For the last several years, “joint employment” (whatever that now means legally) has been anything but the gift that keeps on giving for employers. First, joint employment became a tool that the previous Administration locked onto in seeking to expand wage and hour liabilities and to open up potential union organizing opportunities and labor relations obligations. After those actions sent tremors through franchise-based businesses and companies that have significant subcontractor relationships, the new Administration took relatively swift action seeking to unwind the previous joint employment expansion. And even where the federal appellate courts have weighed in on the joint employment changes, to this point they have provided little helpful guidance about what joint employment means (and what the derivative legal obligations will become) for the long term.
It’s official. The IRS has finally begun the process of collecting penalties under the Affordable Care Act’s (ACA) employer shared responsibility provisions, better known as the employer mandate. The IRS has started mailing out letters to employers that potentially owe an employer shared responsibility payment (ESRP) for the 2015 calendar year. These letters follow the format of the IRS’s recently released template letter, Letter 226-J. The letter outlines the IRS’s preliminary calculation of the ESRP owed by the employer based on information contained in the ACA tax forms filed by the employer and the individual income tax returns filed by employees.
It does not require insightful analysis to conclude that something is broken when it comes to reporting and addressing sexual misconduct in the workplace.
One attempt to fix part of the “brokenness” comes from the Pennsylvania legislature – a bill that would place limits on confidentiality restrictions. (New Jersey is considering something similar and other states, such as California, are assessing possible revisions to reporting and investigative processes).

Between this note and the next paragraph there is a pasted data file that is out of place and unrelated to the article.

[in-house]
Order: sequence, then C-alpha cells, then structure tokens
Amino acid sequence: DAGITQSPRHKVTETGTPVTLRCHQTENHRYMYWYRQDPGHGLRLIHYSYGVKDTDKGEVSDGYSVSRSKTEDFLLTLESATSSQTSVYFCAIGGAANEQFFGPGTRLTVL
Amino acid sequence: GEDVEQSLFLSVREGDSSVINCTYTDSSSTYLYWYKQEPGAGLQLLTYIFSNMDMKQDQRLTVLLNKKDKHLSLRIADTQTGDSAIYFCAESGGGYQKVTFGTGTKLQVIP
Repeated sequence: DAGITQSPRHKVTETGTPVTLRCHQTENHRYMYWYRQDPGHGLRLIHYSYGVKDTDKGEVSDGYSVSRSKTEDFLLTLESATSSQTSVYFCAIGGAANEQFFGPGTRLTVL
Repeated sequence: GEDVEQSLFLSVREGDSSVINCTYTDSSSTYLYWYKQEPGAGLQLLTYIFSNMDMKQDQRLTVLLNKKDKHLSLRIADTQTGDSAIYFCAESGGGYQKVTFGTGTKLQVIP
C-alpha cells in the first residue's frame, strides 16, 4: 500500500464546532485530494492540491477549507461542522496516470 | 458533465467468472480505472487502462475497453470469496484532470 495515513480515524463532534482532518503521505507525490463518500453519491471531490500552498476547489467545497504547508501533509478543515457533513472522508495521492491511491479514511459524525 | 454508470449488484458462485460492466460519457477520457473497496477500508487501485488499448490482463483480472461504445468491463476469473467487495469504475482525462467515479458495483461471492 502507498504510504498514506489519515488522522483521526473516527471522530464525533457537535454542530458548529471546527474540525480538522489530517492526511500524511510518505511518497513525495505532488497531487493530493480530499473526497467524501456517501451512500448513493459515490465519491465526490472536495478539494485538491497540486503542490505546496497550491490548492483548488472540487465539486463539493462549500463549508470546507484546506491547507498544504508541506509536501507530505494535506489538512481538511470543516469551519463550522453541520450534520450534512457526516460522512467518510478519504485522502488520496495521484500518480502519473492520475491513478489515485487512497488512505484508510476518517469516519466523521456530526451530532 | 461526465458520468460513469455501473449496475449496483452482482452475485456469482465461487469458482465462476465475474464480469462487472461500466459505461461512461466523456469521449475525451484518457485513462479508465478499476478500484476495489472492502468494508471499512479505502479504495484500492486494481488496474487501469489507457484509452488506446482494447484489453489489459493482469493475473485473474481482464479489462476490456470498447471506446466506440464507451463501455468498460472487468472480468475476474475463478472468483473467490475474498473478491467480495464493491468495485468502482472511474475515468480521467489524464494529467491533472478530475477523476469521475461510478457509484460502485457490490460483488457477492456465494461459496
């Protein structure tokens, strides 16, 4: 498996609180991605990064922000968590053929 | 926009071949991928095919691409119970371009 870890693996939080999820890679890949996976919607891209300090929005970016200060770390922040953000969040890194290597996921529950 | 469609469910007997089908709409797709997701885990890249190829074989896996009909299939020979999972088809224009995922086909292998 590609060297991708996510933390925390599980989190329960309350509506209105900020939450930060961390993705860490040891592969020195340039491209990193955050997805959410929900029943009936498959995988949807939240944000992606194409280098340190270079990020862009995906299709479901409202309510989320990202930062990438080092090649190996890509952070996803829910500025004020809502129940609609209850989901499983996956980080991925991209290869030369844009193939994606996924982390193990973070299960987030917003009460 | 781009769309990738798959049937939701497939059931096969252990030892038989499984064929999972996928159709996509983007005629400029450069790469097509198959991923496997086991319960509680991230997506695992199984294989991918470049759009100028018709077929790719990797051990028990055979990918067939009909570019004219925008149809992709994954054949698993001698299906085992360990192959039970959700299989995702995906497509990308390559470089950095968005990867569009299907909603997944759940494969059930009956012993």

In recent years, the Equal Employment Opportunity Commission (EEOC) has increasingly focused its enforcement initiatives on prohibiting sexual orientation discrimination in the workplace. Now, the agency has a concrete victory to show for its efforts. A federal district court in Pittsburgh recently awarded more than $55,000, representing the statutory maximum in compensatory and punitive damages, to the EEOC on behalf of a former employee of Scott Medical Health Center (Scott Medical).
The compliance date for employers to file their 2016 OSHA 300A reports on the new electronic website has been delayed an additional two (2) weeks pursuant to a regulation issued on Wednesday, November 22, 2017, and which is expected to be published on November 24. OSHA explained that the additional two weeks would allow employers further time to become familiar with the electronic submission process and facilitate an orderly filing process. (The most recent date by which all submissions were due was to be December 1).